By Adam Smith on June 18th, 2012 at 1:00 pm.
Civilization V makes people angry. I’ve seen it first hand; perusing the shelves of a local boardgame emporium I was moved to express an opinion about hexes and how much I enjoyed their use in the game. Upwards of twenty furious men immediately formed a stack of doom and pummelled me into submission. “But perhaps the Gods and Kings expansion will make the game more like Civ IV?” one of them asided to his neighbour even as they afflicted my face with blows. “It won’t!” cried future-me from another dimension, at which point my assailants redoubled their efforts to maim me. Thanks future-me. Here’s wot he thinks.
I’ve never actually been physically assaulted for enjoying Civ V but the internet has told me how stupid, ignorant and irresponsible I am on many occasions. Yes, irresponsible, because liking this iteration of the series apparently encourages dumbing down. I’m rewarding their failures, it seems, like bestowing a meaty treat on a dog that has just dumped a pile of compost on grandma’s favourite rug. That thing really tied the parlour together.
The thing is, despite a host of problems, I’ve spent a great deal of time with Civ V, the majority of which I’ve greatly enjoyed. It’s not Civ IV, which is fine because Civ IV still exists, but nor is it Civ IV + 1, which the V does suggest if that’s the way you choose to read it. Beyond the Sword, the spiffiest expansion pack of all, was Civ IV + 1 though. Rather than that, Civ V is a new take on the model of map-conquering, settler-spawning, race-to-the-finish strategy that the series has been since its inception.
I’ll move on to the expansion in a moment, but here’s a quick summary of what I do and don’t like about the base game. It’s important to know this because whether or not Gods and Kings is for you will depend largely on whether Civ V was for you or not. Despite all the missionaries in the world being added, there’s nothing here that’s going to win over non-believers.
Here we are then. I like, no love, the hexes and the removal of unit stacking. It makes it hard to go back to any of the previous games because it was always the thing that broke me in the end, the pressure to keep a pile of armies ready for any contingency, an entire nation’s inability to mobilise a force of sufficient size to defend itself without an enormous window of time. Civ V makes moving armies more tactical, increasing the importance of terrain and positioning, and allows the construction and demeanour of a military to be much more flexible.
So that was good.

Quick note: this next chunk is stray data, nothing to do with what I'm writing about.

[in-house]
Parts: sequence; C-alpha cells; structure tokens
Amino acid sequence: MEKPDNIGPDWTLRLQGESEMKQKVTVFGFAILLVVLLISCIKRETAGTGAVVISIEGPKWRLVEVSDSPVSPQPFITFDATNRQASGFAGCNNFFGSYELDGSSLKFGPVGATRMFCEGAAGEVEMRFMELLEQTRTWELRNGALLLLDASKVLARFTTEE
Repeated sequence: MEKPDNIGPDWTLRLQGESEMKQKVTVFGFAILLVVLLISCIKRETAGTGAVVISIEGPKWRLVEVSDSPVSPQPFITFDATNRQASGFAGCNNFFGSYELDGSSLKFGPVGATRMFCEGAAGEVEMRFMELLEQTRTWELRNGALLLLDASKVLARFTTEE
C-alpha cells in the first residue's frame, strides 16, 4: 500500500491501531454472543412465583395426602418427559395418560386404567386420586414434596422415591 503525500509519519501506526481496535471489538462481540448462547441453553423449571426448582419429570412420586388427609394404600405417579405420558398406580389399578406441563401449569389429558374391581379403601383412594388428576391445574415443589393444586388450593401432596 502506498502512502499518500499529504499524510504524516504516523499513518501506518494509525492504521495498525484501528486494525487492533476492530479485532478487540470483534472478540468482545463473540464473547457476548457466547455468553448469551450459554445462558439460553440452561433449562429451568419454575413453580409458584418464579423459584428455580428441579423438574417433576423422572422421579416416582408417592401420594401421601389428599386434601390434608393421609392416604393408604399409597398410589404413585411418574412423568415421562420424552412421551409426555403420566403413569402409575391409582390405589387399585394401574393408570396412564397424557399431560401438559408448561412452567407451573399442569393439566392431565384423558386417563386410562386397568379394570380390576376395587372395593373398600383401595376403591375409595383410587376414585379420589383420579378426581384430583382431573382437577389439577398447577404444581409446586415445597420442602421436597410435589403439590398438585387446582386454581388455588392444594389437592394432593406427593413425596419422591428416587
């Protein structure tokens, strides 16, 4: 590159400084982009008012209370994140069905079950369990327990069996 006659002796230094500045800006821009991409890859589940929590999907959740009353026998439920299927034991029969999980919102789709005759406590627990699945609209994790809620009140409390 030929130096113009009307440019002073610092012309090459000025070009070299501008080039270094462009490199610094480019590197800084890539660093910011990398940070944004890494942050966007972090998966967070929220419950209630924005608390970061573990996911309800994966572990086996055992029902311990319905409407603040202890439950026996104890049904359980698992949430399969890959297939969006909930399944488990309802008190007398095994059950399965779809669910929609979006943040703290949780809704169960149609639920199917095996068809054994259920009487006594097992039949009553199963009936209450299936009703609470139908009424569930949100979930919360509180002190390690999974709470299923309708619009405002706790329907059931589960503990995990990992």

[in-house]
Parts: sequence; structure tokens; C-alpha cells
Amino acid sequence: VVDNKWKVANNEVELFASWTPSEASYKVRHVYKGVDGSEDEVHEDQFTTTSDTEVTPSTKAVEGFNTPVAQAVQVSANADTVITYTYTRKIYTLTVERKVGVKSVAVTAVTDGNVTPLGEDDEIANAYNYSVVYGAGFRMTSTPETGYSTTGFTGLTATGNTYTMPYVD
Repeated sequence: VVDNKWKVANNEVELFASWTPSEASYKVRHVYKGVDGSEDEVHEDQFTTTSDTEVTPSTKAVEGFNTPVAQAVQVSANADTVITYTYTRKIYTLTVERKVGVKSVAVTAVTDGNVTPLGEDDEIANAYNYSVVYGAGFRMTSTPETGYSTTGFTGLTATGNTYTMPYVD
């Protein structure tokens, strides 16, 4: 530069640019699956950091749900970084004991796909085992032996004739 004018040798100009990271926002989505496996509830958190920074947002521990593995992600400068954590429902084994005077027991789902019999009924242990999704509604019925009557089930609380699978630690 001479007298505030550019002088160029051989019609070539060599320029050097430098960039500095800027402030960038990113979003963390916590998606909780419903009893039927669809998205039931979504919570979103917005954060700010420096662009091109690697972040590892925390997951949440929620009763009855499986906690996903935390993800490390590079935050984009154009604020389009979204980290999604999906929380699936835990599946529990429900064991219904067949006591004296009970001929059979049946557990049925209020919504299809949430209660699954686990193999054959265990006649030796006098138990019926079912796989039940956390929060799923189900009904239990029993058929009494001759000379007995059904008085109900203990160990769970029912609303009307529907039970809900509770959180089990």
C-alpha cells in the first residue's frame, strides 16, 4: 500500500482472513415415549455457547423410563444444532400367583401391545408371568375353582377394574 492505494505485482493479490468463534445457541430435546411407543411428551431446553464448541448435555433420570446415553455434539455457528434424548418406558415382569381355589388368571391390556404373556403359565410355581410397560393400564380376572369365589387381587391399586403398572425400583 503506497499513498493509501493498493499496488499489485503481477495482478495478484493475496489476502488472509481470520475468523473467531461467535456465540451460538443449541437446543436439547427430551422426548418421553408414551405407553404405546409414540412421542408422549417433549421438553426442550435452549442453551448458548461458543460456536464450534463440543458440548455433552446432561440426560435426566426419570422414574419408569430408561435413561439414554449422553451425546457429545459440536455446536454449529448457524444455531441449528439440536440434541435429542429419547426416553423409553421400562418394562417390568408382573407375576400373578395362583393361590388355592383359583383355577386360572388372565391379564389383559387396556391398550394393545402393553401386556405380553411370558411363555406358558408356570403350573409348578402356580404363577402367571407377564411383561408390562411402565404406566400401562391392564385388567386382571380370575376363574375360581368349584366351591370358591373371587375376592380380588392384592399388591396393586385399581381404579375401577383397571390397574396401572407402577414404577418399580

Then it did a lot of things not quite so well, most notably, from my point of view at least, diplomacy, AI and a tech tree that funnels into linear progression too soon in every era. There has been hope that the re-emergence of religion and espionage will change the game significantly, bringing back some of Civ IV’s complexity, but that isn’t the case. Gods and Kings is more Civ V with additions and tweaks along the lines already drawn rather than bold new directions.
That’s not necessarily a bad thing, although if you were waiting for the game to be salvaged this will do nothing to change your mind and is more likely to make you think it’s unsalvageable. Religion is similar to the culture mechanic, although this time around the policies are global, so once a belief has been selected by one player it’s gone for good. While that means civs that want to build their strength through faith have to specialise more, it’s problematic because my time with the expansion suggests the advantages of a strong religion are nowhere near as effective as focusing on science, culture or the amassing of gigantic armies.
There are only a handful of buffs available, selected from a large pool, for even the most pious of peoples and they are often geographically appropriate rather than mood-changing. What that means is you’ll end up worshipping stone circles if you have plenty of quarries in the vicinity of your capital because it provides an advantage, rather than opting for human sacrifice because it fits with the character of your God-Emperor or allows you to radically alter your strategy. Religion makes you better at what you already are rather than allowing you to become something else entirely.
There is a restrained return to the glorious cultural takeover with religion, although it’s a little undercooked. Every city has a number of followers, at first of a civ’s chosen pantheon and later of the religion they found (of which a limited number in each game, so late developers must go without). The city only gains the advantages of a religion’s belief system, which expand as faith grows, if a majority of the population are believers and those believers exert pressure on nearby cities, pushing their faith on them.